A Snail, A Snail, The Teacher Turns Pale…

Monday, 08 December 2014

Unlike many gardeners (and teachers), I LOVE snails. I love finding them in the garden, I love drawing them and I love reading about them in my favourite book The Snail and the Whale. In this blog I tell you a few facts about the banded snail, how to make your very own Snail Race as well as a lovely paper plate snail.

Head out and do some snail hunting at dusk

Head out and do some snail hunting at dusk

Banded Snail Facts

  • There are 2 common banded shell snails in the UK – one is brown-lipped and one is white-lipped. The colours refer to their shell openings though, not their actual lips!
  • Snails hide during the day in damp places and come out in wet weather or at night.
  • Banded snails hibernate in the winter.
  • Banded snails have two pairs of tentacles on their head which can be retracted. The longer, upper pair have the snail’s eyes at the very end of them!
Earlier in the year I reviewed the very wonderful 101 Things for Kids To Do Outdoors Book. If you haven’t already got it I would def recommend it for your Santa list. One of the projects in the book is the Snail Race. I decided to challenge M&D to a snail race. Here’s how…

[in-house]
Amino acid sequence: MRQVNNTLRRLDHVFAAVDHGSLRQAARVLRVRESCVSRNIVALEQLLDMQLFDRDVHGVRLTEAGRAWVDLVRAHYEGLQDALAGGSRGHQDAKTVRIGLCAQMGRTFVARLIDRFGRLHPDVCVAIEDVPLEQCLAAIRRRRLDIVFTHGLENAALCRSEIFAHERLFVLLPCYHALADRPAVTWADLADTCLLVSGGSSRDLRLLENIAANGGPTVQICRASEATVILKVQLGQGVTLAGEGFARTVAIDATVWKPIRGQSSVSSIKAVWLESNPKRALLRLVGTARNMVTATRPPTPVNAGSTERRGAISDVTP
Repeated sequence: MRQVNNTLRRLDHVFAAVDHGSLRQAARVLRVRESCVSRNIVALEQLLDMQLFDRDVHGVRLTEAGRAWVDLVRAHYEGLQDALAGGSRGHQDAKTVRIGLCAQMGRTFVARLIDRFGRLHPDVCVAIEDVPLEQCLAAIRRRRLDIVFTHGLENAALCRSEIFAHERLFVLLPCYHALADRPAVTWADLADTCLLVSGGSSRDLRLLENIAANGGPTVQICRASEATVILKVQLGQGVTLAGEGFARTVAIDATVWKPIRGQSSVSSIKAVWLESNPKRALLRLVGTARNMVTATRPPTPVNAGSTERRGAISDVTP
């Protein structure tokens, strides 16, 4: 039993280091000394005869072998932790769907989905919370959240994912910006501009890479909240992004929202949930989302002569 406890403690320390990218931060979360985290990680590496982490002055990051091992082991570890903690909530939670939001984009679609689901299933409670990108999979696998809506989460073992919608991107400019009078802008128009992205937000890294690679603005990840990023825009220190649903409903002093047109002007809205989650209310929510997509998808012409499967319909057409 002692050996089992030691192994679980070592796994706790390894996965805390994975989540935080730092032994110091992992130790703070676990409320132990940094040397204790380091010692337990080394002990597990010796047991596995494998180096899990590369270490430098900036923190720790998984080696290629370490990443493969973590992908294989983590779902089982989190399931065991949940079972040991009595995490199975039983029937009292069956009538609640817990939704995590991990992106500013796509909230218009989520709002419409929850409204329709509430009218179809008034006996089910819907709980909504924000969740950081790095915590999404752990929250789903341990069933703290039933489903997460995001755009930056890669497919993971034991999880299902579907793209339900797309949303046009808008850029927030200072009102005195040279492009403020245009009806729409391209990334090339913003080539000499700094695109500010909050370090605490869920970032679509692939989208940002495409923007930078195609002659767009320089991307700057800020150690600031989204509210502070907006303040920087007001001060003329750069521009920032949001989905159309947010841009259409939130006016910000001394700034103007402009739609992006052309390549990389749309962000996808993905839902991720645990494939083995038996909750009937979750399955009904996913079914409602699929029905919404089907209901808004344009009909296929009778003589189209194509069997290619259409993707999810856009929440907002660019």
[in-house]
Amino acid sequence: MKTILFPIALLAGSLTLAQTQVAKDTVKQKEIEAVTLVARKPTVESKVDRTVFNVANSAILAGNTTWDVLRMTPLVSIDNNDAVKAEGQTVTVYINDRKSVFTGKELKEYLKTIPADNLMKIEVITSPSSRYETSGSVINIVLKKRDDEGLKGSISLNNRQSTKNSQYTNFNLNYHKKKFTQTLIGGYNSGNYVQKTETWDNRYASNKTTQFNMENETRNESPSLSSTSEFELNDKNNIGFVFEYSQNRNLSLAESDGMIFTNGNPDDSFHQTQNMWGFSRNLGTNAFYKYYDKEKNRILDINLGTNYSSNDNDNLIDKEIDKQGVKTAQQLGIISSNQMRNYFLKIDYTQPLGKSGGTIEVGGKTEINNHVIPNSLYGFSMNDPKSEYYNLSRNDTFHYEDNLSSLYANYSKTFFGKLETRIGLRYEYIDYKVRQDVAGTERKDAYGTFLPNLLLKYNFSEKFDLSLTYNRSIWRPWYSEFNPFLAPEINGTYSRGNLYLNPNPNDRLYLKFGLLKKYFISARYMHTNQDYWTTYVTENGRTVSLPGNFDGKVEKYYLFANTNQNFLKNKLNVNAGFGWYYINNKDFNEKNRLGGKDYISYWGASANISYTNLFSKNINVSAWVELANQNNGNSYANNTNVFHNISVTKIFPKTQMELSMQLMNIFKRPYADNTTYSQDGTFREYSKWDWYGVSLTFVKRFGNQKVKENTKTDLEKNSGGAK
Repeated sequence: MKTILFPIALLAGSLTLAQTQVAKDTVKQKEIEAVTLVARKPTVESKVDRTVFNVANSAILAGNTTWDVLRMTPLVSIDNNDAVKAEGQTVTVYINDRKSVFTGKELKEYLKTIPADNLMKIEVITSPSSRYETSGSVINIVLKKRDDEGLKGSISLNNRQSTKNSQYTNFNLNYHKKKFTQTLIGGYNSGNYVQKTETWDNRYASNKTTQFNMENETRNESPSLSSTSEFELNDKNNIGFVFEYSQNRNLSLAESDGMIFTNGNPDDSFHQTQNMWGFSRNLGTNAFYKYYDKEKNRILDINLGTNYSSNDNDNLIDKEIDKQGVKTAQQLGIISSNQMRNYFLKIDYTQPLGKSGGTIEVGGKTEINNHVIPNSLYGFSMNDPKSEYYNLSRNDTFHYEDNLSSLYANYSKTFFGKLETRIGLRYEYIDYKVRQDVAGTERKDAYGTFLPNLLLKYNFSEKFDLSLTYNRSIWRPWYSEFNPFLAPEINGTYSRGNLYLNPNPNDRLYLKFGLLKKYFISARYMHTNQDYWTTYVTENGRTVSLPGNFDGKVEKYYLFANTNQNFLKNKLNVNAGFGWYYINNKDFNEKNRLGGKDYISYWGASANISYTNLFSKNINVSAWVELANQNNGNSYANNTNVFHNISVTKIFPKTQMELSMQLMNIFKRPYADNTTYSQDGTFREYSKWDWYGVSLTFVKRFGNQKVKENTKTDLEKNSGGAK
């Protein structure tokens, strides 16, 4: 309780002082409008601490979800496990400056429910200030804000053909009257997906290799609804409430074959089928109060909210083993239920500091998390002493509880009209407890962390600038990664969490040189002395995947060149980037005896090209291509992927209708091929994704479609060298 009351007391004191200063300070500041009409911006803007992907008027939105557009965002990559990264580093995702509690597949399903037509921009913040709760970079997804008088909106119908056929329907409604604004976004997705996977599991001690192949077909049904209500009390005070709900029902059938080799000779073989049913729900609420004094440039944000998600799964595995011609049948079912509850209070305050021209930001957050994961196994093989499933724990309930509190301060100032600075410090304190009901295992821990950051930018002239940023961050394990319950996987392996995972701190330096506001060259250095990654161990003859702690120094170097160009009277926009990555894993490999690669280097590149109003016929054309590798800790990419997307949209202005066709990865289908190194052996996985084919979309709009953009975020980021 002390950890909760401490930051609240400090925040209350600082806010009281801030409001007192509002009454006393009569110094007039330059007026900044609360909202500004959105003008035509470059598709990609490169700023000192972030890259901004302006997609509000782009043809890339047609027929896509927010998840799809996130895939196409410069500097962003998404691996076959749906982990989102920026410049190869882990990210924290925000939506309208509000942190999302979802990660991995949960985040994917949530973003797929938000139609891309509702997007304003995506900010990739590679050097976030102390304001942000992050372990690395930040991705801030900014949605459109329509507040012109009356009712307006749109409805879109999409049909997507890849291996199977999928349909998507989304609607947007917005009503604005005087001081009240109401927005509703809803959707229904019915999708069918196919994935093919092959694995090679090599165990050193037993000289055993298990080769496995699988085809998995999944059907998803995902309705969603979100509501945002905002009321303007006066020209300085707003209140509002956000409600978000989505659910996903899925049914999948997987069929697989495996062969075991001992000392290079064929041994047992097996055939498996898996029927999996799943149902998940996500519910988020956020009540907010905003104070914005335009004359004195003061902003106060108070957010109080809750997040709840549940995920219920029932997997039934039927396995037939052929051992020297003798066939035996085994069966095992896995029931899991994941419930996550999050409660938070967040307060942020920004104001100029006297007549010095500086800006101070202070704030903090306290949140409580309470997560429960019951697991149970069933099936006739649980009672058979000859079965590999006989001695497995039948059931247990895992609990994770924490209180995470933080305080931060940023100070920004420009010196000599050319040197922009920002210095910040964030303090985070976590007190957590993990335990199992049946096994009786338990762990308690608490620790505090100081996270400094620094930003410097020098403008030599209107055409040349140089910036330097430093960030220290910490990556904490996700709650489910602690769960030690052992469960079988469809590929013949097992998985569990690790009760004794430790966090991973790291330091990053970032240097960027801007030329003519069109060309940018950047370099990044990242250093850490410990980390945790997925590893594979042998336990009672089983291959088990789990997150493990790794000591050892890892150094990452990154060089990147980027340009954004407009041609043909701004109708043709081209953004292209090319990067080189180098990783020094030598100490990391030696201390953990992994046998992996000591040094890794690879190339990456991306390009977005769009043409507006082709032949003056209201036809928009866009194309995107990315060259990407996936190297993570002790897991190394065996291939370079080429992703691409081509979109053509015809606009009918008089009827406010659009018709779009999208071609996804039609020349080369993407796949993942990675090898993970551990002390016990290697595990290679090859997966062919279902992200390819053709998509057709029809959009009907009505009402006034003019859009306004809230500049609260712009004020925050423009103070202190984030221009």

Snail Race

You will need:
  • Snails
  • Chalk
How to do a race:
1. Draw your race track on some slabs using chalk.
2. Find some snails to race (I recommend having a good root around your hostas, a favourite of the snail!)
3. Get all the contestants to place their snail on the starting line and ready, steady, go!
4. The first snail over the finishing line is the winner!
We have plenty of snails which we can race!

We have plenty of snails which we can race!

Mummy’s snail managed to somehow win our snail race! I demand a re-run (or should that be a re-slither?!) If you are a bit squeamish when it comes to snails then you can make your own snail out of a paper plate from our blog Save the Snail. 
Make A Paper Plate Snail

Make A Paper Plate Snail


There you go. A lovely paper plate snail so if you are a snail fan like me you can enjoy looking at them all year round, even when they are hibernating!
Lulu xx
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